Legg-Perthes disease is not particularly difficult for a veterinarian to diagnose. However, the symptoms of Legg-Perthes disease can mimic those resulting from other causes of hind limb lameness, such as patellar luxation, hip dysplasia, trauma/injury/fracture of the femur or pelvis, degenerative joint disease and septic arthritis of the hip joint, among others.
Most veterinarians presented with a limping dog will get a complete history from the owner and then conduct a thorough physical examination. Of course, when a patient is lame, the veterinarian will carefully examine, palpate (feel) and manipulate the affected leg and surrounding area to assess pain, reflexes, bone integrity, inflammation, swelling, temperature/heat and the like. An initial database of blood work (complete blood count and serum biochemistry profile) and a urinalysis are routinely performed as well, to assess the overall health of the dog’s primary organ systems and to look for evidence of infection. If Legg-Perthes disease is the only abnormality in the dog, the results of these tests will be normal.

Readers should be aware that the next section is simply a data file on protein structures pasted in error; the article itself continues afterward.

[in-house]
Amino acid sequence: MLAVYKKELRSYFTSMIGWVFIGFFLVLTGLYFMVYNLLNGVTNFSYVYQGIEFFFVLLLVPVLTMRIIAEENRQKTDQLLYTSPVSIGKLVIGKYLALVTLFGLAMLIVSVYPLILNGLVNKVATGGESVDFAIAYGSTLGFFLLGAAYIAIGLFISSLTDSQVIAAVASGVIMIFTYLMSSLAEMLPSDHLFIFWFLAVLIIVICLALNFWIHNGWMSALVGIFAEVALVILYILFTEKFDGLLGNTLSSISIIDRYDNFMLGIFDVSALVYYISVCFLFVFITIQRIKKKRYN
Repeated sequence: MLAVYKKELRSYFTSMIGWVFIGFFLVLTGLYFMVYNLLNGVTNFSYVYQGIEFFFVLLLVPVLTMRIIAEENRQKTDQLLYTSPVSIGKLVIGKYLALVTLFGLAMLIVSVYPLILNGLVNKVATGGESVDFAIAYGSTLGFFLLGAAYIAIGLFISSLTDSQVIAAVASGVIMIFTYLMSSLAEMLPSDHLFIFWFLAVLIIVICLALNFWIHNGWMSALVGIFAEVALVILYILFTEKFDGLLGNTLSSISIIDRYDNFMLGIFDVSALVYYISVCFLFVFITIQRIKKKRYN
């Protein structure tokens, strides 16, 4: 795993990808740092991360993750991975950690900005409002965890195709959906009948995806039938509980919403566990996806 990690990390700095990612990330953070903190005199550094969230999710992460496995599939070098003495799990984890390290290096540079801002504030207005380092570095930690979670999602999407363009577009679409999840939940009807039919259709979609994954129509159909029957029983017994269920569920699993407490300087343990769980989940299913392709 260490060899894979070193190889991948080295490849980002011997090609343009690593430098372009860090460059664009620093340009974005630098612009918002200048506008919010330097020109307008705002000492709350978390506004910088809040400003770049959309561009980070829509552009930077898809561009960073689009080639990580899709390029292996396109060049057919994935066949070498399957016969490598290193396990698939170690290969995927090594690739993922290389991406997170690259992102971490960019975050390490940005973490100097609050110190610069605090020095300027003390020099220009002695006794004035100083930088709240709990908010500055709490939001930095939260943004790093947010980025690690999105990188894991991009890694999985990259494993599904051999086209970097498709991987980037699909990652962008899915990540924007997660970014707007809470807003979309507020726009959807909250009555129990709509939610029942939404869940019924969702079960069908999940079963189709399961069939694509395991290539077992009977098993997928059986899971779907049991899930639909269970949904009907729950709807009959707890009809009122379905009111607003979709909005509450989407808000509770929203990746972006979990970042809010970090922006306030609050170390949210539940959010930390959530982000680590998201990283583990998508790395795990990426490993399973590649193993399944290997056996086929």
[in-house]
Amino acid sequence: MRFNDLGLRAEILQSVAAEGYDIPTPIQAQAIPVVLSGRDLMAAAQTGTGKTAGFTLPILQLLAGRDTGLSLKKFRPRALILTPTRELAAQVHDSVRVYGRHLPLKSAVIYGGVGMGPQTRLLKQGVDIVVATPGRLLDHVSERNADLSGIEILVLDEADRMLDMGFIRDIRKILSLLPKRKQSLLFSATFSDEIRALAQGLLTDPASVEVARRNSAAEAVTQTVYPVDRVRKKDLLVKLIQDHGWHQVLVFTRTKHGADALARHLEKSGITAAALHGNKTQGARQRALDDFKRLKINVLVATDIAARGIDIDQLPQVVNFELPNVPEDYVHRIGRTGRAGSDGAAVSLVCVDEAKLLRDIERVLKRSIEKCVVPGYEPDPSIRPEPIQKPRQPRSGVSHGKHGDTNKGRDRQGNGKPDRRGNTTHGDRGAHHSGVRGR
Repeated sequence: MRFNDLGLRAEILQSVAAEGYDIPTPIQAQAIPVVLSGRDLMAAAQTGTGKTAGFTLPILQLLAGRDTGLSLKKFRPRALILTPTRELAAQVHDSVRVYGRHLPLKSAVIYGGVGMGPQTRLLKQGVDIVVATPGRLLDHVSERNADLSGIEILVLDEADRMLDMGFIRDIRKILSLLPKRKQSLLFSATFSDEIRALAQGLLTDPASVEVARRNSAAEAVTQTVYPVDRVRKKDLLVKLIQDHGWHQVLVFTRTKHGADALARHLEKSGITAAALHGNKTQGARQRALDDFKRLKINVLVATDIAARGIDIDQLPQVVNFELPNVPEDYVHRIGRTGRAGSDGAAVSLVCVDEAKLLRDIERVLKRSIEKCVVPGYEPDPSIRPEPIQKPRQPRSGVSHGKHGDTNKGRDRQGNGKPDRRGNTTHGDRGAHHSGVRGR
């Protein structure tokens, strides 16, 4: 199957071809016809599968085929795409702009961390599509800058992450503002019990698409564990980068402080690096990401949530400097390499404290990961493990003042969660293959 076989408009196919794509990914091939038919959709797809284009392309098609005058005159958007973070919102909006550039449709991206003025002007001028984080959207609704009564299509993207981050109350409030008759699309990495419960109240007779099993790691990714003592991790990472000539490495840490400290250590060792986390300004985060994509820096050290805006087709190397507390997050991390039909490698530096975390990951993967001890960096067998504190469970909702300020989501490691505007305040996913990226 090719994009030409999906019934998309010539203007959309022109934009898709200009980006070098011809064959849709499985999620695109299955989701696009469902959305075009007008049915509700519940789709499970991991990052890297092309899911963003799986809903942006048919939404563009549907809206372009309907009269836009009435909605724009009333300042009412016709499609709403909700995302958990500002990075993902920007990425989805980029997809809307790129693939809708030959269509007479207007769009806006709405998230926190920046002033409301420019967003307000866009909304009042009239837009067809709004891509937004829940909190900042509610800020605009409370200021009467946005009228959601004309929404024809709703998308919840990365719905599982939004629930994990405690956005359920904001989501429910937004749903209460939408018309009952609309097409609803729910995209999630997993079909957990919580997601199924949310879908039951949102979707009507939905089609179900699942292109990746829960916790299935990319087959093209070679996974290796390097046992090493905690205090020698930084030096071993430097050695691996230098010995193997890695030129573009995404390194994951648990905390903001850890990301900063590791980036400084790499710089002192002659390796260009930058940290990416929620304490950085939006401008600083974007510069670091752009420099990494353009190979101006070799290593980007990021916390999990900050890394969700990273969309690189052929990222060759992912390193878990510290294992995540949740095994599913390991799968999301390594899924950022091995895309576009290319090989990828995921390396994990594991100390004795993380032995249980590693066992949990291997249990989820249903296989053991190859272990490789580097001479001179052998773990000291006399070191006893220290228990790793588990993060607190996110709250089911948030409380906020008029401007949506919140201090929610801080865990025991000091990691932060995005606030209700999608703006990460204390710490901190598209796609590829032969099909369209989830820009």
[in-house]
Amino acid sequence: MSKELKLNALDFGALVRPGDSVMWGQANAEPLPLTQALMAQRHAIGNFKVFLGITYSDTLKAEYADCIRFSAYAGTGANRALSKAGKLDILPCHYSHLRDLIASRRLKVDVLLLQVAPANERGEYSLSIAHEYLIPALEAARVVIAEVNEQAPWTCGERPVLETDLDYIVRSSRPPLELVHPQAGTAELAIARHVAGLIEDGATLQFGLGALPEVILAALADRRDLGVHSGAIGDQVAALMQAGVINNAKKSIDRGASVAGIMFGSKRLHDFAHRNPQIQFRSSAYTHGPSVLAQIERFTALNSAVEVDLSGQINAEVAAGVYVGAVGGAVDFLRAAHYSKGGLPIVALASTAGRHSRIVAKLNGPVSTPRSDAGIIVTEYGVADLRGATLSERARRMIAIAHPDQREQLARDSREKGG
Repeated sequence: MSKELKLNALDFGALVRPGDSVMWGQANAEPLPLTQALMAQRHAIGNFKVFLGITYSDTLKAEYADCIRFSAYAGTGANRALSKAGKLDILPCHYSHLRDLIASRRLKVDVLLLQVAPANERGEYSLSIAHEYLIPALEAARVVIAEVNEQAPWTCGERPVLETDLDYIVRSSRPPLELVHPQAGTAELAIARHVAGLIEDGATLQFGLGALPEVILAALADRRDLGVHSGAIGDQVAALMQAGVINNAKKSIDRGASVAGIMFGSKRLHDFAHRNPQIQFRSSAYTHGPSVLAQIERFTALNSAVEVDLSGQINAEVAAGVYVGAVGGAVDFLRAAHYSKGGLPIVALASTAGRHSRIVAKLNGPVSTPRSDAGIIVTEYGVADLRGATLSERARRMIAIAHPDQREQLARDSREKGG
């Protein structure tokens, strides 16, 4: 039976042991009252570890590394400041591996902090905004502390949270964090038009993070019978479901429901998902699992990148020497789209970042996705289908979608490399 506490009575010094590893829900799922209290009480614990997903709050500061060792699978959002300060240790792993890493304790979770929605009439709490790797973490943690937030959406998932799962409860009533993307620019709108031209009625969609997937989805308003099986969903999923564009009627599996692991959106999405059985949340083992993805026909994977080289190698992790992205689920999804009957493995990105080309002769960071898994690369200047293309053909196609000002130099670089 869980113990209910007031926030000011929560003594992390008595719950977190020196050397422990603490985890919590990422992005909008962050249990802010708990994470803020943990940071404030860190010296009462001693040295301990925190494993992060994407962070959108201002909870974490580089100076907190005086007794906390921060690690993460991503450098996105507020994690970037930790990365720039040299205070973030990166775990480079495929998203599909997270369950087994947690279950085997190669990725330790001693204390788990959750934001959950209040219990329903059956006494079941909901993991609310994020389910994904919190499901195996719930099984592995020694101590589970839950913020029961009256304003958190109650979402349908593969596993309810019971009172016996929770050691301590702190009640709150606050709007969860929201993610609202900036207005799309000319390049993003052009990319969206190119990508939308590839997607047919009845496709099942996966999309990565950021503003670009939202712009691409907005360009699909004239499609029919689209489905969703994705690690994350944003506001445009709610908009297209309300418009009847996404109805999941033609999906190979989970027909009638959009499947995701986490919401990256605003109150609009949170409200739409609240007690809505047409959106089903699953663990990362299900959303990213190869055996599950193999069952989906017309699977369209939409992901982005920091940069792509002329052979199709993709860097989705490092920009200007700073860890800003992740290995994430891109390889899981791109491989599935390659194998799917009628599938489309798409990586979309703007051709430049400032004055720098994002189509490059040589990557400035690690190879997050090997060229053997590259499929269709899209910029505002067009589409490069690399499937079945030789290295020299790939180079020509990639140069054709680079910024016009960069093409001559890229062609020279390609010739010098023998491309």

If the physical examination localizes the site of pain or injury to the hip area, the next nearly universal diagnostic step is to take radiographs (x-rays) of the pelvis, both femurs (the long thigh bones) and both hips. This is important, even if only one side seems affected, so that the veterinarian can compare the radiographic images of both femurs and hips. Early in the course of the disease, radiographs may only disclose a slight widening of the space between the ball of the femur and the pelvic socket (the acetabulum), together with changes in the density of surrounding bone. As the disease progresses, these radiographic changes become more dramatic and almost always become diagnostic of Legg-Perthes disease. The changes can include severely abnormal bone density, irregular shape of the femoral neck and head, fractures, bone fragmentation and other evidence of degenerative joint disease.
Advanced radiographic imaging studies, such as magnetic resonance imaging (MRI), computed tomography (CT/CAT scan) and/or nuclear scintigraphy, typically are not required to diagnose Legg-Perthes disease in dogs. The age, size and breed of the animal, together with the history, physical examination and radiographs, should be all that is needed to make a definitive diagnosis.
As with most diseases or disorders, it is best if Legg-Perthes disease is diagnosed early in its course. Treatment and management are all that much easier before the problem has become chronic.